This is one of the most important weeks of the year in
videogaming. Next Monday night, thousands of men across the country will wait
for midnight to arrive so that they could purchase the newest edition of
Electronic Arts' Madden NFL football game before anyone else.
In its 20 years of existence, Madden has caused millions of
men to ignore their spouses for weeks at a stretch, been the subject of massive
drunken bets and consumed countless millions of hours of effort. It's the most
popular videogame in the United States by far.
There are websites devoted to mastering the selection of
plays, facilitating bets for cash between strangers and online forums where
players exchange their thoughts and tips. One could easily spend $500 or more
for online Madden schools.
And, in years past, I've been an avid consumer of the Madden
game. I've built playbooks, practiced the art of the short screen and taken the
sport's worst franchises to Super Bowl glory.
I've lived through the good times (Madden 2005) and the bad
(the unusable and ill-fated passing cone scheme of Madden 2006). I've stuck
with the franchise, shelling out $50 or $60 bucks every August like clockwork.
I've even been in the motley crew of devotees who waited
patiently in front of Gamestop in order to purchase the game at midnight and
then stayed awake until dawn playing it over and over again.
But not this year. For the first time in a decade, I'm
taking a break from Madden.
For years and years, the arrival of a new Madden game has
been accompanied by a massive wave of hyperbole promising some new drastic
innovation in gameplay. And the gaming press, year after year, goes along with
the hype campaign and touts this year's game as being the best ever.
And, up until this year, I bought into it, realizing one sad
fact: I've been buying the same videogame, over and over, since 2003. If, in
fact, you were to place Madden NFL 2003 side-by-side with Madden NFL 11, the
biggest difference would be in the graphics. The core gameplay is pretty much
The in-game advertising is gaudier and more omnipresent than
ever. Paying $60 to hear an announcer remind me every few minutes that
"tonight's game is brought to you by Snickers" is not necessarily my idea of
In a lot of ways, the series has regressed in the past few
years. It's harder to play a friend online; the menus have become clunkier and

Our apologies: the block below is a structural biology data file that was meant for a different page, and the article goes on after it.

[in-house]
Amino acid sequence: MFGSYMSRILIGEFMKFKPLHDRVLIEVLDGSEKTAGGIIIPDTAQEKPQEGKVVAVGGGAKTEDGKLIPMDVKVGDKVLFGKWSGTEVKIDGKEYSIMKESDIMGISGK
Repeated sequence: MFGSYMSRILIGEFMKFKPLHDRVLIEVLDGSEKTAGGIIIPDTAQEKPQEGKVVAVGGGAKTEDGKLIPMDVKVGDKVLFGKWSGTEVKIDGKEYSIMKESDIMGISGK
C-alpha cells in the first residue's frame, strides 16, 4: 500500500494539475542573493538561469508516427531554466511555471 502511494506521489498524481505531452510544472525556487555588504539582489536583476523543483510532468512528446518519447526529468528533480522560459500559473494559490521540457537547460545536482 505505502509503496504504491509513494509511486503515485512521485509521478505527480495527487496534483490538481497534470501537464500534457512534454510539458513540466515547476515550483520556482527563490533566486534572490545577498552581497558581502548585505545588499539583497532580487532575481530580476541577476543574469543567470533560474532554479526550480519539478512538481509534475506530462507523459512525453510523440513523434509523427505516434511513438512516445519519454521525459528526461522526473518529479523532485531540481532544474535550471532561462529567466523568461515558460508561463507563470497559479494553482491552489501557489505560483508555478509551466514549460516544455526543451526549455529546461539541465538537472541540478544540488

more difficult to navigate' and the franchise mode, where the devoted spend
hundreds of hours building the perfect team, has been plagued by game-killing
After playing this year's demo of Madden, it feels almost
exactly like last year's. Both have the same animations, the same canned
commentary and the same feel. There's no innovation, aside from a streamlined
playcalling process that most veteran players will turn off immediately.
And John Madden himself has long been gone from providing
commentary on the game; his only contribution to it is lending his name and
collecting the royalties. The new batch of commentators serves to annoy the
player more than anything else.
The failure of the Madden series is emblematic of the
problems and pressures facing the entire gaming industry, which is in somewhat
of a slump, having failed to find the kind of massively deep and successful
games of the mid-1990s. It's interesting, but aggravating, that having better
hardware in the Xbox360 and the PlayStation 3 hasn't necessarily translated
into having better games.
It's not just with Madden; other game developers have failed
again and again in matching the fun level that the PS2 and the original Xbox
generated. The success of the Wii comes from adopting the same tactics (and
pretty much the same hardware) of the games that were popular five and six
Combine all of that with a slumping economy, the fact that
many software development businesses have gone bankrupt or been gobbled up by
bigger fish and the result is the stagnant and drearily predictable video game
So I understand why game retailers are excited about the new
football game — it's one of the few games that generate pre-release
excitement and buzz — but there's ample reason to pass on this year's
model of Madden.